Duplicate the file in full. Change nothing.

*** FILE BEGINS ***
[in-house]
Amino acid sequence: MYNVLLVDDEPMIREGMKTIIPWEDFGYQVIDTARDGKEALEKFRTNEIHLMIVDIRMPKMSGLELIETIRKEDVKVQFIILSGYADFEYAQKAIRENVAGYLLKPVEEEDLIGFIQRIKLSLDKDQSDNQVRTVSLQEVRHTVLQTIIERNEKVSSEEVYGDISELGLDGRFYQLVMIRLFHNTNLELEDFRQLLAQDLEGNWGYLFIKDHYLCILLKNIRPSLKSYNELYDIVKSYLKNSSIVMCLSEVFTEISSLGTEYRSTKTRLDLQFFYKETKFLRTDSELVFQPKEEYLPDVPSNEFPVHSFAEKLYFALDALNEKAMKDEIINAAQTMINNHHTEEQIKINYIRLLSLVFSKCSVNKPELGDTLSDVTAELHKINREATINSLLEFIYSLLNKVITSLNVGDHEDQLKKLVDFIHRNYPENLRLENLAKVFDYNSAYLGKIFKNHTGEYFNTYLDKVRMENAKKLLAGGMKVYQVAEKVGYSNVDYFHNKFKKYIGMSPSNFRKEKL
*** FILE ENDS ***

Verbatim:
[in-house]
Amino acid sequence: MYNVLLVDDEPMIREGMKTIIPWEDFGYQVIDTARDGKEALEKFRTNEIHLMIVDIRMPKMSGLELIETIRKEDVKVQFIILSGYADFEYAQKAIRENVAGYLLKPVEEEDLIGFIQRIKLSLDKDQSDNQVRTVSLQEVRHTVLQTIIERNEKVSSEEVYGDISELGLDGRFYQLVMIRLFHNTNLELEDFRQLLAQDLEGNWGYLFIKDHYLCILLKNIRPSLKSYNELYDIVKSYLKNSSIVMCLSEVFTEISSLGTEYRSTKTRLDLQFFYKETKFLRTDSELVFQPKEEYLPDVPSNEFPVHSFAEKLYFALDALNEKAMKDEIINAAQTMINNHHTEEQIKINYIRLLSLVFSKCSVNKPELGDTLSDVTAELHKINREATINSLLEFIYSLLNKVITSLNVGDHEDQLKKLVDFIHRNYPENLRLENLAKVFDYNSAYLGKIFKNHTGEYFNTYLDKVRMENAKKLLAGGMKVYQVAEKVGYSNVDYFHNKFKKYIGMSPSNFRKEKL